I became obsessed about my mother's life when I started school. Something told me I needed to be with her and  everything would be all right. This apprehension continued into my college years.  I am now free of that fear. When she passed away, I was forty years old and I had to face my worst fear. I didn't think I would survive, but I did. 
At this time in my life, I've been exposed to everything I feared, including my fear of flying, and I have survived. Even death has no sting.

Did you have childhood fears? How did you overcome your fears?


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4 comments:

Abbie Taylor said...

I know this sounds crazy, but when I was a kid, I developed a fear of policemen. This stemmed from an incident that happened when I was twelve, and my younger brother Andy was five. One day, Andy was playing with matches near an abandoned shack when it caught fire. The police picked him up on suspicion of arson, and my parents had to go to the station, leaving me home alone with my imagination. I pictured him being handcuffed, tossed into the back of a police car, and thrown into a jail cell. Would they come for me?

I don't know if Andy was actually handcuffed, but he did end up in a jail cell, but that was because Dad asked them to lock him in a cell so he could see what it was like. Andy told me later that there was a rotten peanut butter sandwich in the cell, and I've never liked peanut butter.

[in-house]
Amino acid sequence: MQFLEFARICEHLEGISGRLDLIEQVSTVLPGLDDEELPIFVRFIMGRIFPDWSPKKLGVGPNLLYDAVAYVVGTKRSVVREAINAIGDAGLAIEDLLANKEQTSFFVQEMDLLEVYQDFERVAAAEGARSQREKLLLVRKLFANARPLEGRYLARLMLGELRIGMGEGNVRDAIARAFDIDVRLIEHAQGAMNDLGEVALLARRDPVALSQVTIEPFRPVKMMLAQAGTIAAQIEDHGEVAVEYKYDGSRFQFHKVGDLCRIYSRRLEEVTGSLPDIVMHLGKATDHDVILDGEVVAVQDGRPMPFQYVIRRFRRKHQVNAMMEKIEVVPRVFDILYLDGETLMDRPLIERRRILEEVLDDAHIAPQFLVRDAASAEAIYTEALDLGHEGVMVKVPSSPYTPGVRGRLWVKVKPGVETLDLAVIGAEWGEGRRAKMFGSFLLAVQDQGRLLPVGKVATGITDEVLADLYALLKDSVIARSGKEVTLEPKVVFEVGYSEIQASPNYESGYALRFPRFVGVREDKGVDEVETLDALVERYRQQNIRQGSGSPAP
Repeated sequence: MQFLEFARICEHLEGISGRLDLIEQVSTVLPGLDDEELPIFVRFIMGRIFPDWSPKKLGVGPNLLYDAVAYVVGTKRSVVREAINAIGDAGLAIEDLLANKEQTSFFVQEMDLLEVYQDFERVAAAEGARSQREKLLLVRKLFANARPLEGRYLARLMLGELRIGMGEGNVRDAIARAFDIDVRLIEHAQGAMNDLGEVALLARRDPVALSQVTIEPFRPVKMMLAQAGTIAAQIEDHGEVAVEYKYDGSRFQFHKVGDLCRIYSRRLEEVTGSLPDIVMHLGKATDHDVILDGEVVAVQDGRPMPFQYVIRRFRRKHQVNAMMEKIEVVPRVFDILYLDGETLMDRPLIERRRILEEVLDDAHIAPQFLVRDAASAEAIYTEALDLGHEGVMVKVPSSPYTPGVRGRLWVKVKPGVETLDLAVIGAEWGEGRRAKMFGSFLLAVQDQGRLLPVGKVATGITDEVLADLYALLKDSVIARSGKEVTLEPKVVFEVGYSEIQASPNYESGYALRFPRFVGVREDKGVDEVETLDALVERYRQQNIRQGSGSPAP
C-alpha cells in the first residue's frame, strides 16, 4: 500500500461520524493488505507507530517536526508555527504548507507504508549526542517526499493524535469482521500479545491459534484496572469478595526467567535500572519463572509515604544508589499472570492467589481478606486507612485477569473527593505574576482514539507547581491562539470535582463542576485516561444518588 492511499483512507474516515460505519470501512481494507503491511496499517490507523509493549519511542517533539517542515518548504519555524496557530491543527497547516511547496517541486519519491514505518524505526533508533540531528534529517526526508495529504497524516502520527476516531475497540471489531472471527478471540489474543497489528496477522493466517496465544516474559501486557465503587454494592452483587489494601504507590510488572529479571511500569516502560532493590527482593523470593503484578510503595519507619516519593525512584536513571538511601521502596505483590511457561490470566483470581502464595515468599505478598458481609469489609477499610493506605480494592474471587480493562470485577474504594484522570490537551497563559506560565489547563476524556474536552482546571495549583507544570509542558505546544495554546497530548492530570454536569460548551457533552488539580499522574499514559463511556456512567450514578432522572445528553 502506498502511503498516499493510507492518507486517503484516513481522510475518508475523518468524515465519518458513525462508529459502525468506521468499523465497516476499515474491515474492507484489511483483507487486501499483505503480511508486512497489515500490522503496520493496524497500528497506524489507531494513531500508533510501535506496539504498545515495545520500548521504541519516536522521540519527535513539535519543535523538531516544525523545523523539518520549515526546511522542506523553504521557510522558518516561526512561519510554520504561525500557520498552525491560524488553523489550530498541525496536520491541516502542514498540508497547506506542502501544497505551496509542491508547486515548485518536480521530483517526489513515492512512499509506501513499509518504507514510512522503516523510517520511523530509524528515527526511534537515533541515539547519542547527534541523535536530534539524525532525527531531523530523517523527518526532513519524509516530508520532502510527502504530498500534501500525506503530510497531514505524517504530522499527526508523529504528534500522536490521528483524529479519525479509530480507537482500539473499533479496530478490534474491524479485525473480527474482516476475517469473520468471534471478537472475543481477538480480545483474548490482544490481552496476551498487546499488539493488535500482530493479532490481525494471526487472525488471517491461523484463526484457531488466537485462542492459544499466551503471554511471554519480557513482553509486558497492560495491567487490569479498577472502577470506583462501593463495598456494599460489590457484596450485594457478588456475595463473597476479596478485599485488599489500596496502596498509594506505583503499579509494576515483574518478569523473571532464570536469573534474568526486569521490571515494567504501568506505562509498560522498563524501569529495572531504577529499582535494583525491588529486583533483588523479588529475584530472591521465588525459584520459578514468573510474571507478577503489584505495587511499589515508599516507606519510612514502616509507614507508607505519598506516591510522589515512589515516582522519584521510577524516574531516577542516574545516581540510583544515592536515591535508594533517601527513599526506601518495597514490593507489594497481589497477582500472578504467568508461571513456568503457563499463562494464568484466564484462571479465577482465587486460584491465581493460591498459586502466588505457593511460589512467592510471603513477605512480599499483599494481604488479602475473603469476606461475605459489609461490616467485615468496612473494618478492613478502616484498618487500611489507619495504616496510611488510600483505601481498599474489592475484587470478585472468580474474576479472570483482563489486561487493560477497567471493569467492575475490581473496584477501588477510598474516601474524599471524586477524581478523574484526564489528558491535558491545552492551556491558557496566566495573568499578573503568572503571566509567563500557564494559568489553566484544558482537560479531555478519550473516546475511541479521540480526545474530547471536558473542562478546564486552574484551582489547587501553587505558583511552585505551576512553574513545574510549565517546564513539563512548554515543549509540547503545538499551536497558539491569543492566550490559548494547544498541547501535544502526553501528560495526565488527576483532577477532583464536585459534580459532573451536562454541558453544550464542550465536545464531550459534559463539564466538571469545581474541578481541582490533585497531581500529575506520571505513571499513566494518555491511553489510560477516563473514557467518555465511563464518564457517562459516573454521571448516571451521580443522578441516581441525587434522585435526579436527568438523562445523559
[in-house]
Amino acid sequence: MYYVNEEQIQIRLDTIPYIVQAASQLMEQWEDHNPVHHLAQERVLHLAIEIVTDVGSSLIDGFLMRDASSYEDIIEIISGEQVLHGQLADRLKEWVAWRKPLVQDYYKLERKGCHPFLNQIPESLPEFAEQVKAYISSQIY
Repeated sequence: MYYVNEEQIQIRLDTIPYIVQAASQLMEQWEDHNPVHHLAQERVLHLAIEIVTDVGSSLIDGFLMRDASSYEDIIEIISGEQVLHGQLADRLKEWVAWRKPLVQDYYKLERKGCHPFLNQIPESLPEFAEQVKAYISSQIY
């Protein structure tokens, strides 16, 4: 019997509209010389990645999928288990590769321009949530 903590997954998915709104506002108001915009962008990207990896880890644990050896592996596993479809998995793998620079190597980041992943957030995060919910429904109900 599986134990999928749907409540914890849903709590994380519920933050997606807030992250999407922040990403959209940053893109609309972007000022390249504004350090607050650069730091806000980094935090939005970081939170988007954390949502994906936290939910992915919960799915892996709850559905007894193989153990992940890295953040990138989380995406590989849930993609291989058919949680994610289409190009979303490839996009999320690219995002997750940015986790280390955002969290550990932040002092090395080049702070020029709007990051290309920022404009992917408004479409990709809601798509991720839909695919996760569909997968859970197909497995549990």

I eventually got over my fear of cops, and this became the basis for my novel.

Abbie Johnson Taylor, Author of We Shall Overcome
http://abbiescorneroftheworld.blogspot.com
http://www.abbiejohnsontaylor.com

Glenda Beall said...

Abbie I had a fear of one cop. My uncle. He was tall and had a deep and kind of gruff voice. When I was a small child I was scared of him.
I think my brothers, teasing me as usual, used to tell me he was a policeman and he would put me in jail.
Some people are terrified of clowns. I love clowns, but I suppose if you are frightened by a clown as a child, you just don't get over it unless you have therapy.

Abbie Taylor said...

I've never been afraid of clowns, but that may have been because I didn't see them very well. I've heard of children being frightened by them, and that's understandable, especially if they're loud and obnoxious. That's an interesting comparison.

Abbie Johnson Taylor, Author of We Shall Overcome
http://abbiescorneroftheworld.blogspot.com
http://www.abbiejohnsontaylor.com

tipper said...

Glenda-great post! You know I'm one of those people who are afraid of clowns! I don't remember being scared by one when I was little-I'm not sure why I don't like them. I think it must be that I feel like they are hiding something-because their face is painted.

I was afraid of storms-and bad people when I was young. I overcome my fear of storms after I had the girls. And as far as bad people-I just try to be smart and aware!